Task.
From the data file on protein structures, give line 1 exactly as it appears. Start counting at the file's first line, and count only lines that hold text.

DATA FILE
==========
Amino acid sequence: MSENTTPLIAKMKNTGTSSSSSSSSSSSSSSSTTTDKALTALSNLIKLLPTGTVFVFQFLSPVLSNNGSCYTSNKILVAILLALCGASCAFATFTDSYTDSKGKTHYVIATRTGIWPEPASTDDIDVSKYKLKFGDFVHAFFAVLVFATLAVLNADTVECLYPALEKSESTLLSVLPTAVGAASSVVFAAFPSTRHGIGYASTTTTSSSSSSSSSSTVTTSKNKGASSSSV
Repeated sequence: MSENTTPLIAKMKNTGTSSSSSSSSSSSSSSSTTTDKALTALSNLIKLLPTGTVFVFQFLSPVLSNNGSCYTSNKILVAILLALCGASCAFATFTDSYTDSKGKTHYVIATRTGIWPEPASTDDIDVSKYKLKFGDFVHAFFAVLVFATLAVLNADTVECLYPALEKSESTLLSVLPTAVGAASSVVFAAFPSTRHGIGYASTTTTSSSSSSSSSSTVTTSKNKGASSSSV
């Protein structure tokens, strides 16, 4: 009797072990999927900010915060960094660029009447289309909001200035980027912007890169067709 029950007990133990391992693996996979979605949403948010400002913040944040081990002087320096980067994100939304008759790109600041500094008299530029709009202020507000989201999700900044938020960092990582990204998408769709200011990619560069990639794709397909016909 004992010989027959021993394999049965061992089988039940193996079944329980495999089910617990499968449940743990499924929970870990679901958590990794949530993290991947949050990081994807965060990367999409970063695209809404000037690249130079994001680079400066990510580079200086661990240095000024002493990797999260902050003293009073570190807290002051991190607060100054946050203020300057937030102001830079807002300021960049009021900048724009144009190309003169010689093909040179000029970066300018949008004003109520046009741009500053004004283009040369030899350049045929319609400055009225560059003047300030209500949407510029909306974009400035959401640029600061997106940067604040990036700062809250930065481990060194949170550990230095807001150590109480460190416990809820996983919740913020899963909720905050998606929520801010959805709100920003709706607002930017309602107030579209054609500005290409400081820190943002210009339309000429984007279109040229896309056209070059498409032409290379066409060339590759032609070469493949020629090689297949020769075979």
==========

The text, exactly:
Amino acid sequence: MSENTTPLIAKMKNTGTSSSSSSSSSSSSSSSTTTDKALTALSNLIKLLPTGTVFVFQFLSPVLSNNGSCYTSNKILVAILLALCGASCAFATFTDSYTDSKGKTHYVIATRTGIWPEPASTDDIDVSKYKLKFGDFVHAFFAVLVFATLAVLNADTVECLYPALEKSESTLLSVLPTAVGAASSVVFAAFPSTRHGIGYASTTTTSSSSSSSSSSTVTTSKNKGASSSSV